A good idea from ... old maps
The modern map seems to become an instrument of humiliation
Alain de Botton
Alain de Botton is a philosopher, writer and television presenter. His books include Essays in Love (published when he was only 23), How Proust Can Change Your Life (1997), Status Anxiety (2004) and Religion for Atheists (2012)
Sunday 27 June 1999
What is charming about old maps is the way they get everything wrong. For most of human history, maps have been in a spectacular muddle about geographical reality. Only by 1490 could you have learnt that the bottom of Africa was not in fact joined to South-East Asia, another decade had to pass before the Indian peninsula assumed its recognisable shape, and navigating according to a map by Giovanni Contarini in 1506, you would have been at the mercy of Columbus's belief that Cuba was an island off the coast of east Asia. It was not until the end of the 17th century that most landmasses found their correct locations.
Old maps remind us of the extraordinary obstacles in the way of an accurate representation of the world. They evoke the tenacity and bravado of the great adventurer-sailors who left Europe in search of new lands, of the epic journeys of Columbus, Magellan and Vespucci. We've grown too aware of Europe's atrocities in newly colonised continents to feel any easy pride on seeing the first well-drawn map of America, but still it does not seem fair to resist any sense of awe at what such a map represents.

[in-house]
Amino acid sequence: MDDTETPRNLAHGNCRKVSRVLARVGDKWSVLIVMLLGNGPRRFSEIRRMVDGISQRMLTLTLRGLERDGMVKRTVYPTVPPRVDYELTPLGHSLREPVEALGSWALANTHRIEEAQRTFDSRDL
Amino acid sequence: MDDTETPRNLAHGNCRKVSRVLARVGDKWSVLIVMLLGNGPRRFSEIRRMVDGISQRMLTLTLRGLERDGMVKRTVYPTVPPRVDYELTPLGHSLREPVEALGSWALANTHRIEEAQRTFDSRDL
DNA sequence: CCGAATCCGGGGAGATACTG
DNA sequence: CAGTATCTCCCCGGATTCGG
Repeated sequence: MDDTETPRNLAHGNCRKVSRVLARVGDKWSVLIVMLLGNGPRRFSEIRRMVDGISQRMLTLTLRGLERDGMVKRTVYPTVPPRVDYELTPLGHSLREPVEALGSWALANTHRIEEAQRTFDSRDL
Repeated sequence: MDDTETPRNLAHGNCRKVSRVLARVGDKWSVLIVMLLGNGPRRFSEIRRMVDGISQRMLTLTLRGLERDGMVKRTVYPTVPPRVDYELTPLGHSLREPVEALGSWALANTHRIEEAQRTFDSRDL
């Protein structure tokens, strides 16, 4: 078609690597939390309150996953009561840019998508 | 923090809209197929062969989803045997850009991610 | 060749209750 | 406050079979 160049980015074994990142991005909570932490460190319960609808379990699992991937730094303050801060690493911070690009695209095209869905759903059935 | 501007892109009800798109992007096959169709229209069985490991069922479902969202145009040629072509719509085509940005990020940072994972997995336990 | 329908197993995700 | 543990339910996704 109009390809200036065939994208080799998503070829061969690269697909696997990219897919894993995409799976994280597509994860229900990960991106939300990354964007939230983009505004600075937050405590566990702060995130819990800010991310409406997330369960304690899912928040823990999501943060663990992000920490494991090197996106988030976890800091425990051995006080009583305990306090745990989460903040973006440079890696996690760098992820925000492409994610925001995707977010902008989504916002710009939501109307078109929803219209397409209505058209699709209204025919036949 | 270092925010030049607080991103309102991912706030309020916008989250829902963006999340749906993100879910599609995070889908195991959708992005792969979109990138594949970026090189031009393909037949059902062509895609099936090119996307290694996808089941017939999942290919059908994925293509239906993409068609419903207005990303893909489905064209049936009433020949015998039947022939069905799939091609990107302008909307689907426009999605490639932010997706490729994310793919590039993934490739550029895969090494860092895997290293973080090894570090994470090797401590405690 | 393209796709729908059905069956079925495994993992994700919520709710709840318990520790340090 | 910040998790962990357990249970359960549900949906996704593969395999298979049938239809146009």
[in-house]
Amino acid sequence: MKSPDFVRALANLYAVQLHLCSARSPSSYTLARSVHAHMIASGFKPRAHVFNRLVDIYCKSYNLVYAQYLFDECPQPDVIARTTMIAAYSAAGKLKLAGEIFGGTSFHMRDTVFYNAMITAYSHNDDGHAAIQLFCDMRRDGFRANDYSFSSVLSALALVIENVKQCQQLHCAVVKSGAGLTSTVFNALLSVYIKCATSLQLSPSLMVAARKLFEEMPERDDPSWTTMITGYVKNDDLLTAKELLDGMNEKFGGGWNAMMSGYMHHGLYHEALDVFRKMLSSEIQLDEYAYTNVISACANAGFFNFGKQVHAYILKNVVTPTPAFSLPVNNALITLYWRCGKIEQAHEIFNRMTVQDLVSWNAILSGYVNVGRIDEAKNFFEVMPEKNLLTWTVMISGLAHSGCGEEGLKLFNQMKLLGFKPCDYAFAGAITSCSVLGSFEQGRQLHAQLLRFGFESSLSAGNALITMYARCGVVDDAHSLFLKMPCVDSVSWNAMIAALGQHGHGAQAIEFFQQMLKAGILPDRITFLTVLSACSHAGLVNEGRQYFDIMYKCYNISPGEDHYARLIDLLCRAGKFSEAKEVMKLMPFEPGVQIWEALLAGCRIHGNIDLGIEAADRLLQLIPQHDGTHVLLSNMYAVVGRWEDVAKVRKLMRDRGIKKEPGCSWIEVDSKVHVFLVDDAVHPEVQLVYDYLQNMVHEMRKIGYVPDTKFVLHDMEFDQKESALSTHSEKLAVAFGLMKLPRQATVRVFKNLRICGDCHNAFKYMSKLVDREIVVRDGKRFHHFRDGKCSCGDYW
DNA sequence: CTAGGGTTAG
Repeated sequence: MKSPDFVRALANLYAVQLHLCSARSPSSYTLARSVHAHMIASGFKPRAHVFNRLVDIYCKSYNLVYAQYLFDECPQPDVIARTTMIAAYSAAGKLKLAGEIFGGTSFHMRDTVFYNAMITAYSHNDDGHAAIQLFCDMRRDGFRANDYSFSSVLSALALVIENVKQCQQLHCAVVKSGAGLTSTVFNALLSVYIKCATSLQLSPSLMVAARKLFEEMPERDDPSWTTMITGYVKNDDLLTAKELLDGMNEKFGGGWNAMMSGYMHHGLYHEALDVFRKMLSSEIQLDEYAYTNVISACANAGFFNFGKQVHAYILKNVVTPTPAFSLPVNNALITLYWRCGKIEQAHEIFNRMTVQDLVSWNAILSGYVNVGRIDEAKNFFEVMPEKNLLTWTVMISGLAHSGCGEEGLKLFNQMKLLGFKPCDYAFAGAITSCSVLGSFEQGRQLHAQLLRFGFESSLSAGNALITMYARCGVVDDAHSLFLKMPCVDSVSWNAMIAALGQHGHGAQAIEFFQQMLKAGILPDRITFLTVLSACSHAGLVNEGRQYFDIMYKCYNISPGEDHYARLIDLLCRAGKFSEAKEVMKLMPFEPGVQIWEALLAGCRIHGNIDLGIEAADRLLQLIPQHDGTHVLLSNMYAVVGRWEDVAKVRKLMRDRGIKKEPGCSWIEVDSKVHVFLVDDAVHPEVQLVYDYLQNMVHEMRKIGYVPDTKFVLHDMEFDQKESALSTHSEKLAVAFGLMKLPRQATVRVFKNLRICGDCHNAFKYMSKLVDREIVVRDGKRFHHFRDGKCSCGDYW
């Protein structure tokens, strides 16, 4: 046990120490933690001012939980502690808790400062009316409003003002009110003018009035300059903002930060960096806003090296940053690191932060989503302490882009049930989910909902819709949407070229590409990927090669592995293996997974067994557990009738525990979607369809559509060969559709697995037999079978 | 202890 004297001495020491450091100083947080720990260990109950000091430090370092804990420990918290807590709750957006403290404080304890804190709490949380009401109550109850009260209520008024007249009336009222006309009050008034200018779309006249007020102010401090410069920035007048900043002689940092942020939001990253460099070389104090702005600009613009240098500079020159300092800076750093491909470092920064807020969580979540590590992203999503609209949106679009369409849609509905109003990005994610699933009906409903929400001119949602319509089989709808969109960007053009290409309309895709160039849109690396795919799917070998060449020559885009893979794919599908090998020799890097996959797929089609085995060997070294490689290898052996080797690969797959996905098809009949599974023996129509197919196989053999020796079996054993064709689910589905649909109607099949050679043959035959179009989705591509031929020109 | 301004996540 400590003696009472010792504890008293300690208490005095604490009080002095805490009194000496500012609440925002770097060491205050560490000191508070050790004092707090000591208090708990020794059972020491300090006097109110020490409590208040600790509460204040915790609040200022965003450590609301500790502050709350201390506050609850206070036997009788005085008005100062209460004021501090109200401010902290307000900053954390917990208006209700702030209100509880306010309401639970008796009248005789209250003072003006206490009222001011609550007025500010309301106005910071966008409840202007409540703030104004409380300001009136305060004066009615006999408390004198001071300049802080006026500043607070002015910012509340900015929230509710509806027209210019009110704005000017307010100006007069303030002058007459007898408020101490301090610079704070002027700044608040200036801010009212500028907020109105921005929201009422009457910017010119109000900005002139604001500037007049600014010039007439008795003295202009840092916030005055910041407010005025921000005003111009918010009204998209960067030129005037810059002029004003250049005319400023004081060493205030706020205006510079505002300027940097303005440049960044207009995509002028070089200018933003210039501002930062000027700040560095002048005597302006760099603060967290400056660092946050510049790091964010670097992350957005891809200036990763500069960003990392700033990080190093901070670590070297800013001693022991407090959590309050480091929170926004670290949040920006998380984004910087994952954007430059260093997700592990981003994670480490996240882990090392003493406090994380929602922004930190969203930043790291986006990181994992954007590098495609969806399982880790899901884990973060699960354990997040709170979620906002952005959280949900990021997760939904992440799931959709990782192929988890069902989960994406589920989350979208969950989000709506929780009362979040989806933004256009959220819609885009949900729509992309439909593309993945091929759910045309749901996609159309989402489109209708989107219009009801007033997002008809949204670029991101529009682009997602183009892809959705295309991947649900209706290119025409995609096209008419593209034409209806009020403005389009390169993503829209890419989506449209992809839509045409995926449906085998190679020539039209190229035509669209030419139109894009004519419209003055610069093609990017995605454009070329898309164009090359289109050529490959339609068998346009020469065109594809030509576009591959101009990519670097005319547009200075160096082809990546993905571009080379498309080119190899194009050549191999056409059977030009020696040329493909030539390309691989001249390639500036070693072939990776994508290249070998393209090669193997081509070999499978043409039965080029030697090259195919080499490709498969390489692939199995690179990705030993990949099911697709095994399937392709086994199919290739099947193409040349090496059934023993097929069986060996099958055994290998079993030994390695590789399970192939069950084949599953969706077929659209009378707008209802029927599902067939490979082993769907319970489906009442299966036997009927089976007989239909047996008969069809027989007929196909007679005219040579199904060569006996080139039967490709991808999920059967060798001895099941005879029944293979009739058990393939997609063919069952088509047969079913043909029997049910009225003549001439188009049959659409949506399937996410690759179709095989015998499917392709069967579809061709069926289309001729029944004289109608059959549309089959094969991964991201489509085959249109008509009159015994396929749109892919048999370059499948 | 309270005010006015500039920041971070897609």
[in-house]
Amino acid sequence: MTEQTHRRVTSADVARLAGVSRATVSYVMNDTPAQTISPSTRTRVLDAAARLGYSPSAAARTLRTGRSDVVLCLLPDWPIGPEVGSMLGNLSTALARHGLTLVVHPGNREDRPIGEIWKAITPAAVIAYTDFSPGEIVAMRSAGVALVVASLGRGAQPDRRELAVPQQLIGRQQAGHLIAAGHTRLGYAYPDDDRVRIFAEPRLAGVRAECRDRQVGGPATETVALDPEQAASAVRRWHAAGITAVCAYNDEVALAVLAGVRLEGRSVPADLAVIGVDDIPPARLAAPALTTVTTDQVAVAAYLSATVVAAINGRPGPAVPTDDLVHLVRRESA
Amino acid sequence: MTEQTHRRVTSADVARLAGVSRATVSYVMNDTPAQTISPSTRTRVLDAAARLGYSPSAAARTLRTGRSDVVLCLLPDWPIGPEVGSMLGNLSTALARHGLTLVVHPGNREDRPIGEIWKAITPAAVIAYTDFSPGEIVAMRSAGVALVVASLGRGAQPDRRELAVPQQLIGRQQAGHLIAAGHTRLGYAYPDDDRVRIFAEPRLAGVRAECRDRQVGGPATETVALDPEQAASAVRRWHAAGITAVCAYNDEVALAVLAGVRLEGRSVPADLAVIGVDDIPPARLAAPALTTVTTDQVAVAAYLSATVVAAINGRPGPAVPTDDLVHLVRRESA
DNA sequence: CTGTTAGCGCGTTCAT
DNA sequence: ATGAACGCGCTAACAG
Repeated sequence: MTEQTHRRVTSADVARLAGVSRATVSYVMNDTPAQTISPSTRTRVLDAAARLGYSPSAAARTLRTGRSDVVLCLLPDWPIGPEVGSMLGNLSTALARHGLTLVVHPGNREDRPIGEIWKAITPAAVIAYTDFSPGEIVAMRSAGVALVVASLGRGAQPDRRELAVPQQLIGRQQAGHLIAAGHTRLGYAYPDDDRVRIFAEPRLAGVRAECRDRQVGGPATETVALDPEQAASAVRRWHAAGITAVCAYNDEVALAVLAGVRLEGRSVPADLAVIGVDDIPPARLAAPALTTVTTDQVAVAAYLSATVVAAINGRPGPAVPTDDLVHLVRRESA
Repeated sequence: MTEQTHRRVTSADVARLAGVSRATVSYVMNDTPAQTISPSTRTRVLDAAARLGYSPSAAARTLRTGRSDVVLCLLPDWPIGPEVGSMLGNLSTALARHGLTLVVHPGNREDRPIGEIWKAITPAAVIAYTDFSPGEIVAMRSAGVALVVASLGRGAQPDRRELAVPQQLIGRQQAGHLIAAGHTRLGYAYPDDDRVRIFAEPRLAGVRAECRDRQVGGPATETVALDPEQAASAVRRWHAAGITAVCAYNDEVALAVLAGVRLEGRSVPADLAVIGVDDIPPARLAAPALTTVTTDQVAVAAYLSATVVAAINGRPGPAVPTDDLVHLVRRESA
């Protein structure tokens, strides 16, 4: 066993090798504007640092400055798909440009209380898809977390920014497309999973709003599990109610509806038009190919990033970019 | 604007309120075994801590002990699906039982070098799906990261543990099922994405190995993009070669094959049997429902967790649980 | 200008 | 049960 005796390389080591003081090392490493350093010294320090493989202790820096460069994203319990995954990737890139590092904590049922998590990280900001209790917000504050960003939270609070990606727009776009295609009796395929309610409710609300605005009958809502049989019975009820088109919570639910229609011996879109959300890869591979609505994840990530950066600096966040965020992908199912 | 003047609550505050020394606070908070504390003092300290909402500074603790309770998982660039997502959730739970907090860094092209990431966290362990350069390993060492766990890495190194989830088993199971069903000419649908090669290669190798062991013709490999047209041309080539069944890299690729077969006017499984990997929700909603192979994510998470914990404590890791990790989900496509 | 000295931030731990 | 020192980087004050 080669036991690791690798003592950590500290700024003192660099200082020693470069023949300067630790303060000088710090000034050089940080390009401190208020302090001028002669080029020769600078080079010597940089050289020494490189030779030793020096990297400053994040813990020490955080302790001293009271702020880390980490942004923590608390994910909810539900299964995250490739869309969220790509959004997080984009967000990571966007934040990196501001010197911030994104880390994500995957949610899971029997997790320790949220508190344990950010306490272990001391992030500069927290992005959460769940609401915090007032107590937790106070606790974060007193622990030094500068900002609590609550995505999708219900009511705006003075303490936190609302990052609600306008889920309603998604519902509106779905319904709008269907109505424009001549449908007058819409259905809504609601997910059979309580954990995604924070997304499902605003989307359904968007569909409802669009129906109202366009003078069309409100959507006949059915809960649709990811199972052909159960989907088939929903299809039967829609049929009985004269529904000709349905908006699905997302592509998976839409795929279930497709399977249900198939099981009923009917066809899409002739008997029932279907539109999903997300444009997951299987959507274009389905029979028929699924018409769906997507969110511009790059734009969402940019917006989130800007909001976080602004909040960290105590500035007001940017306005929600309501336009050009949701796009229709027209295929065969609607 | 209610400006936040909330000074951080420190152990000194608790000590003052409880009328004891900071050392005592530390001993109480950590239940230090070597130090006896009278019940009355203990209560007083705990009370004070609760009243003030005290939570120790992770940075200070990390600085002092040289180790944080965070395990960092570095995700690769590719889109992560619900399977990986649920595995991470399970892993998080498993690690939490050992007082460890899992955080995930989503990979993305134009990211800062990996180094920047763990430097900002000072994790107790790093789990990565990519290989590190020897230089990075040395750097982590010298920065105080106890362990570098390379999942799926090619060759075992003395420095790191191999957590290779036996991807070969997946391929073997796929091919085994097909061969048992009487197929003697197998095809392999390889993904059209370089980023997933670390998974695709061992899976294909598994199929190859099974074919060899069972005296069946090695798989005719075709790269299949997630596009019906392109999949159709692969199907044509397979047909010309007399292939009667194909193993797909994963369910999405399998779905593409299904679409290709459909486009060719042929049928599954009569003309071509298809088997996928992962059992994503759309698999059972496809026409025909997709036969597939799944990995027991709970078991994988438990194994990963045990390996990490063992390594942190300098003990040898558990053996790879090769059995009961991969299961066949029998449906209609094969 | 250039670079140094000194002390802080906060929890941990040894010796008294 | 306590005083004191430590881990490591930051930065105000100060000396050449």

Just as there is something exciting in the gradual discovery of new lands, it is also rather sad when everything has been found. There is something romantic about coming across an old map with terra incognita written on a section of the American continent, where modern maps announce prosaically that Detroit stands.
Any picture of the world is based on historical and relative assumptions about what should be depicted, and so it would be hasty to call old maps "false", simply because they don't look like the world we recognise. Throughout the Middle Ages, mapmakers sought to illustrate the religious world, not the best way to get from A to B. They placed Jerusalem at the centre of the universe, they mixed locations of religious events such as the Fall, the incarnation, the Judgement, with real countries and towns. In the Hereford Mappa Mundi (c1300), if one travels north of Scotland, one eventually hits the Garden of Eden. (As more and more of the world was discovered, religious mapmakers were involved in the comic task of having to shift the location of Paradise).
New maps may be best for finding your destination, but old ones are best for dreaming.
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